After all the hustle and bustle of the Putnam County Fair last week, this week has been pretty uneventful. Until now, I've just not had any workable ideas come up for a post.
The first week of each month is my least busiest. The Fillmore Town Council's regular meeting is always on the first Thursday at 7 p.m., so there's not a rush to come back to the office and write about it before deadline. My philosophy here is quality over speed.
I would be writing said story right now, though, if I hadn't procrastinated on this one.
On some days when I get into a "mood," my drive gets shot. I will beat myself up over a typo or a detail I think I overlooked. I will stress over whether or not I got the point across or did a story justice. I will find myself yearning for a big fire or wreck. (How's that for a jinx?) Sometimes, though, nothing happens. "Slow news days" are a reality.
I have always told people that there is never a dull moment with this job, but it's just that some days can — and will — be decidedly busier than others. The voids are filled by working on this press release or that obituary, while some of the town council and school board meetings won't have exciting write-ups. Surprises can be good things.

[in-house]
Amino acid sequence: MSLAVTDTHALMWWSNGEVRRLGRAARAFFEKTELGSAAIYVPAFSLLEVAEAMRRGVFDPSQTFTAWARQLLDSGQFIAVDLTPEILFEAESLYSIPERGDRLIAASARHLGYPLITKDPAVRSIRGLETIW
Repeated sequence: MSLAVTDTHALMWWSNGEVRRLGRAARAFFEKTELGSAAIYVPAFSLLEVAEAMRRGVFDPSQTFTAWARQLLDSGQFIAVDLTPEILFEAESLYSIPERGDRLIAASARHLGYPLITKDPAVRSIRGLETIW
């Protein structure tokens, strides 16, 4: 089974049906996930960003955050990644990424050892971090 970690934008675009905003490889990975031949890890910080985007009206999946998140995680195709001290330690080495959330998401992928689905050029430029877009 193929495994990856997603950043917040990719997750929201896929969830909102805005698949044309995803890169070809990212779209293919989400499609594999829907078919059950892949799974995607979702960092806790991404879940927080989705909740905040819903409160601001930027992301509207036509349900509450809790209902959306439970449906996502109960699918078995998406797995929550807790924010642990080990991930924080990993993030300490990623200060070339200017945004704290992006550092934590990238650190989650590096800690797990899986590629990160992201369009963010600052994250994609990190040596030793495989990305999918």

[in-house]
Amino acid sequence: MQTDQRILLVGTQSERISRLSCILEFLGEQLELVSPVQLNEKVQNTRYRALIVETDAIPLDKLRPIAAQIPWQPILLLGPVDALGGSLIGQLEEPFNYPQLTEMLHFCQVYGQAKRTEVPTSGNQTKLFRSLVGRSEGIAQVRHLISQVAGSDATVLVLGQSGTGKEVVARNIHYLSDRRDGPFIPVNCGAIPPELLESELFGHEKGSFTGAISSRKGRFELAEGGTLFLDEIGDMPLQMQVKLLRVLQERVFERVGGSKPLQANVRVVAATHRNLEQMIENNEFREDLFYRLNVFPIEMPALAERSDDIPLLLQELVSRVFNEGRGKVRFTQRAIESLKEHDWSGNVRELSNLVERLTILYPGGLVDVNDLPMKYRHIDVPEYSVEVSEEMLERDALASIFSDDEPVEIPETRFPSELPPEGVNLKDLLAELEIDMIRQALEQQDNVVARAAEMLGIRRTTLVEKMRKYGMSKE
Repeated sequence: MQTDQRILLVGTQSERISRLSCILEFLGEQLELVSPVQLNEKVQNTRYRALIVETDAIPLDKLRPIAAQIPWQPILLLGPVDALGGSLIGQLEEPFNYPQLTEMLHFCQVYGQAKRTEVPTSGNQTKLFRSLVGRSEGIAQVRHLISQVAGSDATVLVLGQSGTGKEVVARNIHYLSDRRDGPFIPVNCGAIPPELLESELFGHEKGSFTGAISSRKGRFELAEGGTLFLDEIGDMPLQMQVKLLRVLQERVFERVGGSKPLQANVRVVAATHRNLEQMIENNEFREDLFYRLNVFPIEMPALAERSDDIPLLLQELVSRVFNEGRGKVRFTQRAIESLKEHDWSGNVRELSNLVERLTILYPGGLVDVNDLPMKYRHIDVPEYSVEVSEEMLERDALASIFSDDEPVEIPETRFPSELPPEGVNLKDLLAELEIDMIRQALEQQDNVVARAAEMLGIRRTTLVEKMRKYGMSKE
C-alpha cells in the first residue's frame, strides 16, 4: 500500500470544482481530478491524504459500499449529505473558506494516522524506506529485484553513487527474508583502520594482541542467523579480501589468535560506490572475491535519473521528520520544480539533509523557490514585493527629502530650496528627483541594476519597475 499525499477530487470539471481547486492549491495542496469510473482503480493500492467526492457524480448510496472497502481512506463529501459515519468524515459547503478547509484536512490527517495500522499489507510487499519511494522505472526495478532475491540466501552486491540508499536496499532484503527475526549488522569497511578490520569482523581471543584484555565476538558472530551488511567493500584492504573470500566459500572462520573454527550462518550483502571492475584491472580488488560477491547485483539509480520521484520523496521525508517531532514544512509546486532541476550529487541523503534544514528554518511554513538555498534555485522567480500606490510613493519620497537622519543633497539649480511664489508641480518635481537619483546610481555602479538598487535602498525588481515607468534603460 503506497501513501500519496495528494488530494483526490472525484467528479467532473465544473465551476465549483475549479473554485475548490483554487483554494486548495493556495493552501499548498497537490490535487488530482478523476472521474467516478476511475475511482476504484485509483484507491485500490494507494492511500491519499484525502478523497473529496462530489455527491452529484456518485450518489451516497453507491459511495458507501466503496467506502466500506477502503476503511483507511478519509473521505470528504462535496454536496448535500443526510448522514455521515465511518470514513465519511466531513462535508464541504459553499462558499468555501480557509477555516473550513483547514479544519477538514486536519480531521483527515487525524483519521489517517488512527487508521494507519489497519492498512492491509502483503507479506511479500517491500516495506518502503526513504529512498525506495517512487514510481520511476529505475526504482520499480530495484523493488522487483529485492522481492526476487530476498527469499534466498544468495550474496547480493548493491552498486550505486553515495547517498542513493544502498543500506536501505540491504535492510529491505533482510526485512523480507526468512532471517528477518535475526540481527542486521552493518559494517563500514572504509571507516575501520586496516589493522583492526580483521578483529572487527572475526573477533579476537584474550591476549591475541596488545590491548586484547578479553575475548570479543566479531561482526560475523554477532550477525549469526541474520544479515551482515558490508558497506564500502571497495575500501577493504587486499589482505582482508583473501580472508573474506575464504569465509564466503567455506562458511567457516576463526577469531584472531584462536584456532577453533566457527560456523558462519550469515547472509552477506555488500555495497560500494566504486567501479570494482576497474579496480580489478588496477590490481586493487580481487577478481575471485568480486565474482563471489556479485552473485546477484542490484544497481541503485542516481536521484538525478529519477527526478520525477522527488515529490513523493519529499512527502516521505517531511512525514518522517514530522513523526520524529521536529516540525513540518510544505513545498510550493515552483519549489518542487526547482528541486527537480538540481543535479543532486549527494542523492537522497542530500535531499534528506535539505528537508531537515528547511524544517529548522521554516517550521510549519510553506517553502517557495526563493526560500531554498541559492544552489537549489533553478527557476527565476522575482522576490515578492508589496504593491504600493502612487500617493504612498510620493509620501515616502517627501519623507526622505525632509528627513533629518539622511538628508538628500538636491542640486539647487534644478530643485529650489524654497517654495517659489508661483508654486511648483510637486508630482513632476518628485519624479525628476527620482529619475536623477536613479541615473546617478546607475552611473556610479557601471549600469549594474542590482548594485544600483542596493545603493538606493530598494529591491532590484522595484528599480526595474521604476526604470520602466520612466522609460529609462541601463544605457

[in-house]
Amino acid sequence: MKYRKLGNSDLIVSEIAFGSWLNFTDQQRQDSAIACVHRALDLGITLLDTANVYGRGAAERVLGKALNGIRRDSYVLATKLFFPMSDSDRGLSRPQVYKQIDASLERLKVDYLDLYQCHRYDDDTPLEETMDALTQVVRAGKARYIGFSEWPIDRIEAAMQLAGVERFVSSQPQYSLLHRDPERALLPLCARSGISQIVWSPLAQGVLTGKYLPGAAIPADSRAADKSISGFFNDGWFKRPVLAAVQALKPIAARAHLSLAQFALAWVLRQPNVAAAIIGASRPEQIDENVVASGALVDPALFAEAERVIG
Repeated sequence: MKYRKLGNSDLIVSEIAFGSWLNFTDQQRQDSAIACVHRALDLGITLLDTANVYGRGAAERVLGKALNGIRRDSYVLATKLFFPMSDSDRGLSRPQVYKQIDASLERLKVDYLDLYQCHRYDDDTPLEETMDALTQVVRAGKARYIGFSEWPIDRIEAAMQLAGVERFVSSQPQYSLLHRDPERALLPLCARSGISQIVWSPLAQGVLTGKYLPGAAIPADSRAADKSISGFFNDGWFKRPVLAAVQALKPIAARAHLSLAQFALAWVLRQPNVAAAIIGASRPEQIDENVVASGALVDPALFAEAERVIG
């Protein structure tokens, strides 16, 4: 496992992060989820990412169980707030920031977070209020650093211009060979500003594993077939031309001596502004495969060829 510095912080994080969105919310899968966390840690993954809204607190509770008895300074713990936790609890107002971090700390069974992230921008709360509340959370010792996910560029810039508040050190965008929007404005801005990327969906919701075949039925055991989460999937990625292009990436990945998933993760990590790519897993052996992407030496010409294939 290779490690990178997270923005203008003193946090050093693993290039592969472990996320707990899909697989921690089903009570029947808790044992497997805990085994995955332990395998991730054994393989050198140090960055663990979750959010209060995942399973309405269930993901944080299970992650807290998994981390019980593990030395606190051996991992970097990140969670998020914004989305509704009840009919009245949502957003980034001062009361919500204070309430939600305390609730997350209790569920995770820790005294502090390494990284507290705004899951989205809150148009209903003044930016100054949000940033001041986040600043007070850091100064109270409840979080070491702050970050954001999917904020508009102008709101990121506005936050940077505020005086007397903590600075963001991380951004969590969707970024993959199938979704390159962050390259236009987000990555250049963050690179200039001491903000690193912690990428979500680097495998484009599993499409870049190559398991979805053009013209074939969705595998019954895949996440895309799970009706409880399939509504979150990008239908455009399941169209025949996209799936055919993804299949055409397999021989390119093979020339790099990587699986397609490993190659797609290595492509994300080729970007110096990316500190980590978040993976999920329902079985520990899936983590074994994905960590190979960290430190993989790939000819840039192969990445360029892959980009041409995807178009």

This was the case two weeks ago when two Greencastle firefighters let me know about volunteer fire crews doing tanker shuttle training. I guess this was what some might call "insider info." I don't really look at it that way. It is about the interest and having peoples' trust. We depend on all of our connections helping us always be in the loop.
This is how and why we write about those "human-interest" or "soft" stories, as they are called in journalism. I believe that they are an integral part of what we do as a truly local news source. They focus on people and ideas which make our communities tick. They are opportunities for us to develop rapports — and it is still up to us to be there.
Building and maintaining that trust is a kind of team effort, and I don't take that for granted. I keep coming back to connections in this blog, and it's because they all are the very foundations of what we do as local journalists and as community members.
All it can take is a call or an email to the office. Beats aside, we will do these stories because we want to. Not only do they mitigate the slow days, they have real purpose.